Journal

This spring, Gemfields is celebrating the emerald – May’s birthstone and the symbol of rebirth and love. The colour green has always symbolised faith and fertility and the human eye is more sensitive to green than any other colour so deep glowing green emeralds have been mined and treasured in that spirit for thousands of years.

The bewitching Cleopatra, for instance, valued her emeralds above all her other gems. The Romans dedicated the stone to Venus, goddess of love. The Indian Mogul emperors, including the builder of the Taj Mahal Shah Jahan, inscribed them with sacred text and wore them as talismans. Emeralds adorned the breastplate of Moses representing one of the twelve tribes of Israel, while the early Christians treasured them as a symbol of resurrection.

Whilst emeralds are more fragile than other precious gemstones thanks to their many natural inclusions, we suspect the legend that an emerald given by a lover would change colour if one was unfaithful is unlikely to be true…. however, we don’t advise testing that theory! What we do know is how rare emeralds have always been. They are one of the original ‘trilogy’ of precious stones – along with ruby and sapphire – and the second most valuable gemstone on Earth.

Gemfields, the world’s largest ethical gemstone mining company, operates the Kagem Mine in Zambia’s copper belt – one of the largest emerald mines in the world. Kagem has proved astonishingly abundant in high quality gemstones. In October, Gemfields announced the discovery of Inkalamu, the Lion Emerald – at 5,655 carats with remarkable clarity and a perfectly balanced golden green hue, one of the recent wonders of the gemstone world.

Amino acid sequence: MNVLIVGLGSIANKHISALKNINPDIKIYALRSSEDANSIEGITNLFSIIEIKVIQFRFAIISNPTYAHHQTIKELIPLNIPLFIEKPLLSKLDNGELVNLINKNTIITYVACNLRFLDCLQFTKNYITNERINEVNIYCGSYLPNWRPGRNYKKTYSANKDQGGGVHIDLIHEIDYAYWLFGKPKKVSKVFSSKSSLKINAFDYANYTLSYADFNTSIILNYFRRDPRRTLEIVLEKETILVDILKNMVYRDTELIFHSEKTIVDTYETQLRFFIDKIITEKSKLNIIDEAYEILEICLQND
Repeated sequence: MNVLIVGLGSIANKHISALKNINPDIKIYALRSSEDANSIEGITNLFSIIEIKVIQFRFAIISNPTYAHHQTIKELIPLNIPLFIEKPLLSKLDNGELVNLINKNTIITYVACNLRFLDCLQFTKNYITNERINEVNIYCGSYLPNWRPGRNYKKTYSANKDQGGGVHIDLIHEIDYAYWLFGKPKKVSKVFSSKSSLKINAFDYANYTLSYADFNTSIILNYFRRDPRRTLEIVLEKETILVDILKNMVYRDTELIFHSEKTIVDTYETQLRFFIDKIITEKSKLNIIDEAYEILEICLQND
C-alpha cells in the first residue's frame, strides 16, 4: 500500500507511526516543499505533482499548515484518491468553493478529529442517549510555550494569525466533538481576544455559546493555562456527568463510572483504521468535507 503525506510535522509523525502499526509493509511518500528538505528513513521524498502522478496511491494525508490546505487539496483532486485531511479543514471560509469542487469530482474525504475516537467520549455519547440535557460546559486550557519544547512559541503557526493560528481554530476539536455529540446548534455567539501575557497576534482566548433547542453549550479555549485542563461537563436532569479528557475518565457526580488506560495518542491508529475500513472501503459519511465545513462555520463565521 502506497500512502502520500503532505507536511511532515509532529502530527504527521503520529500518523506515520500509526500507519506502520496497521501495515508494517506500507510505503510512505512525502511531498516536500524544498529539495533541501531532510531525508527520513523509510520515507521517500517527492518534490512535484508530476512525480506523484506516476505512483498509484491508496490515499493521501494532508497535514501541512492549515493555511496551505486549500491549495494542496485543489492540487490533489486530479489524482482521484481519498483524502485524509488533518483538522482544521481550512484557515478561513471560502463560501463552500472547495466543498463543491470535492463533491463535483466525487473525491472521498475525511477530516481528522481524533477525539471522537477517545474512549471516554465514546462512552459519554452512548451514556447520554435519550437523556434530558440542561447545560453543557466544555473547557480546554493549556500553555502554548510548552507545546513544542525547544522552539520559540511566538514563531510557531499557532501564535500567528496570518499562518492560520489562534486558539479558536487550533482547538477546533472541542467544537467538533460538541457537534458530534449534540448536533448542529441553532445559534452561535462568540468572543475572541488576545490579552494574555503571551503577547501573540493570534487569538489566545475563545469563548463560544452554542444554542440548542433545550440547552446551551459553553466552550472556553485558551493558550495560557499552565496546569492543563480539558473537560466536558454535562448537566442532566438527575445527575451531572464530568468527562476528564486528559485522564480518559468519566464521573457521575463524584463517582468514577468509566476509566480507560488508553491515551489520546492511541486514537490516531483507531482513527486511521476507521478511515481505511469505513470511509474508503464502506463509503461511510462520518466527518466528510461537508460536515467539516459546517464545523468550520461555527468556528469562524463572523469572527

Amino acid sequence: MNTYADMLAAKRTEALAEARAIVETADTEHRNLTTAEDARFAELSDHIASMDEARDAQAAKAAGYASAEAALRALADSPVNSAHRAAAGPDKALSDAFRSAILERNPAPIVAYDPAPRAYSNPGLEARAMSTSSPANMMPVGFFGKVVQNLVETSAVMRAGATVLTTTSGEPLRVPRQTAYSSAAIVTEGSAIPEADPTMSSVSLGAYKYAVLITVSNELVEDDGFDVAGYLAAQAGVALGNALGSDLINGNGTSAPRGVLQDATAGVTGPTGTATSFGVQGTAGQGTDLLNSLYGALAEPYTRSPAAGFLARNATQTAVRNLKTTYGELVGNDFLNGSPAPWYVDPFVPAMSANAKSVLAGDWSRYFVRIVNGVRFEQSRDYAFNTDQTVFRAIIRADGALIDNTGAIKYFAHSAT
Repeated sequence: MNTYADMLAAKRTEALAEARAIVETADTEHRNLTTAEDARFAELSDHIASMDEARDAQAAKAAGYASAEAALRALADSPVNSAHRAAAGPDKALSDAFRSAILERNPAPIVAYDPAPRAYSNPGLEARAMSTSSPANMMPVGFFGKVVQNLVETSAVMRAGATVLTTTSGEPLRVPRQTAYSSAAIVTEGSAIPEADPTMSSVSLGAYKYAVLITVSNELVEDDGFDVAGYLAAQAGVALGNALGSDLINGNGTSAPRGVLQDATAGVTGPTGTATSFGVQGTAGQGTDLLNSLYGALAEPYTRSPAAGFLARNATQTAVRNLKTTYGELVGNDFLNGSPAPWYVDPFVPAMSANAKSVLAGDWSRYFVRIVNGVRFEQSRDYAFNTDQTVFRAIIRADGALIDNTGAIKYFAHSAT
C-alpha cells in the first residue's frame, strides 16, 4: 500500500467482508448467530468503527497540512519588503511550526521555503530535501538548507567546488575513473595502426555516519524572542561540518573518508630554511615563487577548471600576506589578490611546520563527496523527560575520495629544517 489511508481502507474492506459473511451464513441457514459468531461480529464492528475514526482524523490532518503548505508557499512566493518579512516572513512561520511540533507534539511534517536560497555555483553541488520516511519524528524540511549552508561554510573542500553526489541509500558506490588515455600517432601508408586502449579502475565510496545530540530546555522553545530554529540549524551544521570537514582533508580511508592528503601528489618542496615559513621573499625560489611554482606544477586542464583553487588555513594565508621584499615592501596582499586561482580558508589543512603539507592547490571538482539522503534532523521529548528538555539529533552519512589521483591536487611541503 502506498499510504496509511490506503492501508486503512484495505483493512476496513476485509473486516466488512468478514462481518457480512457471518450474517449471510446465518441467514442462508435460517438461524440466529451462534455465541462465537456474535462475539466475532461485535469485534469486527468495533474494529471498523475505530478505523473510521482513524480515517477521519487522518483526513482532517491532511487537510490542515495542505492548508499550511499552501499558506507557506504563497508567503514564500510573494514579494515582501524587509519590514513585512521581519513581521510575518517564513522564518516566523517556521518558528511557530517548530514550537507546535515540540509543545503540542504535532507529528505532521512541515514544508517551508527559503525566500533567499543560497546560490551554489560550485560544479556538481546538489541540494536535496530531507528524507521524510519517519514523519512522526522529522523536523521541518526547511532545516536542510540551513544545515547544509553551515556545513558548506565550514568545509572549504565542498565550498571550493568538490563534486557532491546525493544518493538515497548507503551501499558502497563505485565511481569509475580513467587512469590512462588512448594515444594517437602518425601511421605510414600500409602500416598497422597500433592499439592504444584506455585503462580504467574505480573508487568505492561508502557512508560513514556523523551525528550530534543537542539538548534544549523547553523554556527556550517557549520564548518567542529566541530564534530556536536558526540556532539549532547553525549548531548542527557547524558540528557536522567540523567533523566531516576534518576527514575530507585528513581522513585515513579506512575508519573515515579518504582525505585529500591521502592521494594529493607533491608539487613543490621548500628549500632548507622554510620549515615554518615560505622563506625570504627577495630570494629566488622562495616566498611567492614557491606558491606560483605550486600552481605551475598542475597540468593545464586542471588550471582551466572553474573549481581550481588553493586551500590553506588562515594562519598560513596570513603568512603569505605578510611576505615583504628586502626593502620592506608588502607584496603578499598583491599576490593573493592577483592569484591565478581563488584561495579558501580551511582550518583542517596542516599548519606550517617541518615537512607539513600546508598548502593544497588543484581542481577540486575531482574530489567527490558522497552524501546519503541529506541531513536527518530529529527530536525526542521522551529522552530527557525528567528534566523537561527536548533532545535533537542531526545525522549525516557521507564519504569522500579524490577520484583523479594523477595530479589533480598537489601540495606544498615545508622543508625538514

Naming gemstones is an infrequent tradition – there are fewer than 15 emeralds famous enough to earn proper names, and the majority of those are less than 1,000 carats. Gemfields chose the name Inkalamu, the Lion Emerald in tribute to the beautiful Zambian carnivore. To honour the big cat, Gemfields donated 10% of the auction proceeds from this gemstone to two carnivore projects – one in Zambia and one in Mozambique.

Zambian emeralds were forged over 100 million years ago by an extremely unlikely combination of rare minerals and surging magma from deep in the Earth’s crust. Responsible emerald mining need not be so rare – Gemfields builds schools, provides mobile health clinics in Zambia and Mozambique and develops agricultural projects to ensure sustainable livelihoods for local families.

Today emeralds value and popularity are only rising. The stones feature at the heart of recent collections by jewellery designers and luxury brands from Chopard, through AYA and Backes & Strauss to Kimberley McDonald.

In the past, people bought emeralds to foretell the future, cure demonic possession, ease childbirth, prevent epilepsy and stop bleeding. Contemporary emerald buyers – like Angelina Jolie, Halle Berry, Zoe Saldana, and Olivia Wilde – have a slightly different agenda. Today’s consumers care more about a gem’s history than ever before, insisting on responsible behaviour from the sourcing of raw materials, to the principals and values of the mines and companies supplying the product.
So whether you’re warding off evil sorcerers or celebrating the rites of spring with an engagement ring, responsibly sourced gemstones ensure you spread the love and light that emeralds have given humanity for over 5,000 years.